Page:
Gutsy Munoz Sculpture at the Clark
Juan Muñoz was a storyteller, but the story is yours to tell, not his. In Conversation Piece five bronze below life-size figures whose legs are bagged teeter towards one another, but they aren't speaking. It's your job as the viewer to interact with them, walk around them, and decide for yourself what you make of their enigmatic placement and size. Strange and alluring, their eyes are stitched closed, but they reach out to one another yearning for something. Each statue is anchored to its spot, frozen in time, on the terrace of Stone Hill Center, the woodsy space and exhibition gallery of The Sterling and Francine Clark Art Institute in Williamstown, Mass.
In another gallery, Muñoz's Many Times is just as quirky. In this compelling installation, 50 figures of men with Asian features, all about the average size of a ten-year-old, are dressed alike in jackets and work pants. They could be factory workers on a break who have assembled for what could be a smoke or a chat. They are bald, broadly smiling and standing ---but they have no feet. Is this work about the power of a crowed or the loneliness of the individual in a crowd? Or perhaps it communicates the need to keep up pretenses no matter how grim life is.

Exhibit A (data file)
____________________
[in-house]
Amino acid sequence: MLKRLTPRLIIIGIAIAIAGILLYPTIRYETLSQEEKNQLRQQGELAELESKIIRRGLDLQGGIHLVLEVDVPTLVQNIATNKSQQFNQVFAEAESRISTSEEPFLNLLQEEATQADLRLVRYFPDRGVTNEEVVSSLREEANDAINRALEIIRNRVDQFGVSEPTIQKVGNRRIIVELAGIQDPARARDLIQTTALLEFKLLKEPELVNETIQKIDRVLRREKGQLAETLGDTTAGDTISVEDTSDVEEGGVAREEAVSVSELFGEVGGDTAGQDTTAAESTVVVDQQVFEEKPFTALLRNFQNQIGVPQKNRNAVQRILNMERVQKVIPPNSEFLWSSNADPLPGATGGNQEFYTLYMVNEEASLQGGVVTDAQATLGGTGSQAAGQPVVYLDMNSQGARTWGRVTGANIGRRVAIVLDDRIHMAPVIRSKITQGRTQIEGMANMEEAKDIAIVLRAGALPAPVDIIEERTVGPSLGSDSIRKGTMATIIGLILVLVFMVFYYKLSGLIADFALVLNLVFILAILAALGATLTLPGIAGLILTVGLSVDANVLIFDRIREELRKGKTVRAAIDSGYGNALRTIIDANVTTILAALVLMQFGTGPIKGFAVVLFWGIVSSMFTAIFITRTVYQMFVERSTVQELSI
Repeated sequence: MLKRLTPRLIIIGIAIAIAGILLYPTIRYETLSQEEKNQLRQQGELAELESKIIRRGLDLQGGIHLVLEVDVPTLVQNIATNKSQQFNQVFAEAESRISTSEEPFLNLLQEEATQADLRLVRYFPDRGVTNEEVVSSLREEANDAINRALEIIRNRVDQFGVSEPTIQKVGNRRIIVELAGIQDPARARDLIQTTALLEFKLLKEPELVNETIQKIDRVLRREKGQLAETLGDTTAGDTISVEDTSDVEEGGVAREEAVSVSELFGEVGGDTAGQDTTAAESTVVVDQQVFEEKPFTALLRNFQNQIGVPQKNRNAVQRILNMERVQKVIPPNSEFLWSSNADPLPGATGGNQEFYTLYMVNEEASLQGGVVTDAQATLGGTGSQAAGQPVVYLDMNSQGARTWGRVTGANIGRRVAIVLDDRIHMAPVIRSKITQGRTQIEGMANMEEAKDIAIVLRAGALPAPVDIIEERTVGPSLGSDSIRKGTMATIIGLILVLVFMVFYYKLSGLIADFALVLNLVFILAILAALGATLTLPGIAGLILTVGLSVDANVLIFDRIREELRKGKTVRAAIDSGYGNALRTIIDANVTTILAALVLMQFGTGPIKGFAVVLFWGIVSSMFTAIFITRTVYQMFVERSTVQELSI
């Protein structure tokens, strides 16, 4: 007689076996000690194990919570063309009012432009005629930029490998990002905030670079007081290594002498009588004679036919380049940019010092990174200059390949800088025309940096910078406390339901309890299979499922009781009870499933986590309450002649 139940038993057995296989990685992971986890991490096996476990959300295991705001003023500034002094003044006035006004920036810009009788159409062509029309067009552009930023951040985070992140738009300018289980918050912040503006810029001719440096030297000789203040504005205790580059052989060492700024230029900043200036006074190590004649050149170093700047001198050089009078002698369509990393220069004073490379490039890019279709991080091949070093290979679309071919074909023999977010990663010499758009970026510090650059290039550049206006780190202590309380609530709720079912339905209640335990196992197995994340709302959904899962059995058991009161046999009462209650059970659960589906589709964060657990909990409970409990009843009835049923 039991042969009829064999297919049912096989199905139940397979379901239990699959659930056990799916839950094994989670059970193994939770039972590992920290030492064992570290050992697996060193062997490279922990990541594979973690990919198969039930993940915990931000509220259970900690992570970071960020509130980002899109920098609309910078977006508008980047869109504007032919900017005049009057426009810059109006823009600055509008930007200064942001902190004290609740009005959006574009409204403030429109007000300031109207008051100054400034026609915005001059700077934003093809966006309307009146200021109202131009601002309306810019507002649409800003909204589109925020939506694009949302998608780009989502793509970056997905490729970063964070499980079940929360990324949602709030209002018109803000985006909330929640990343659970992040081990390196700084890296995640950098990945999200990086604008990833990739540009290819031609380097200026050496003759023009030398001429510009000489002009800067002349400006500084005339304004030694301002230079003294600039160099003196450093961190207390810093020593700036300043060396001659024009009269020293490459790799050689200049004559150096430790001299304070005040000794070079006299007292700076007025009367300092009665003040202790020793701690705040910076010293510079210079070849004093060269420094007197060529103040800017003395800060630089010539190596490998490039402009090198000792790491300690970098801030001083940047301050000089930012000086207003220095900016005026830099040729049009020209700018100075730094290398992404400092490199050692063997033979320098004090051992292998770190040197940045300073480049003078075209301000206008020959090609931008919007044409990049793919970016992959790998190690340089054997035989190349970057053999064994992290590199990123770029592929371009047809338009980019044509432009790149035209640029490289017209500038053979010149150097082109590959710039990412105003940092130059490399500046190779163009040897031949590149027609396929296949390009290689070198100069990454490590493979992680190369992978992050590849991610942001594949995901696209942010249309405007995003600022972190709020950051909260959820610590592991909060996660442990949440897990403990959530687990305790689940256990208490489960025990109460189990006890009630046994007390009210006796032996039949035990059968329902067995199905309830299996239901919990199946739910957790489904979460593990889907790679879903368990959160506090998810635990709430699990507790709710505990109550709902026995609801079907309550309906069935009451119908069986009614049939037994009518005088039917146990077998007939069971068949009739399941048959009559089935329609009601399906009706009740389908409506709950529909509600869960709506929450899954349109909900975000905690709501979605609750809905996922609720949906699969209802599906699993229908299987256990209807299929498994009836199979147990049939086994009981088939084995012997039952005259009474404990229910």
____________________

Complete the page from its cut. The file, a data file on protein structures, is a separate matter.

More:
Growing up in the Seventies when Spain was still in the grip of Franco's dictatorship Muñoz experienced repression and eventually at seventeen ran away from home to London, New York, returning eventually to Madrid after Franco died. He became well known in the 1980s for his complex sculpture and installations that explored the figure in space. Just when he seemed to be at the height of his powers, Muñoz died at 48 in 2001.
The Clark is exhibiting six of his key works, all puzzling. One of the most compelling is Seated Figures with Five Drums who are perched In a bare white gallery where the only blast of color comes from Goya's Ascencio Julia, a portrait of his assistant hanging over the fireplace. The drum motif could represent the significance of new sounds, new meanings, or advancing the future of art with a major drum beat. The five men seated in armchairs, again with their eyes stitched, also have no ears. They could even be burn victims not able to speak or hear, yet there's a curious kinship among them. Derailment, isolation, menace, and impending disaster seem to be the artist's main themes. Sadly, he died way too soon for us to see what he would do next. The exhibition is on view at the Clark now through October 17. Details at www.clarkart.edu.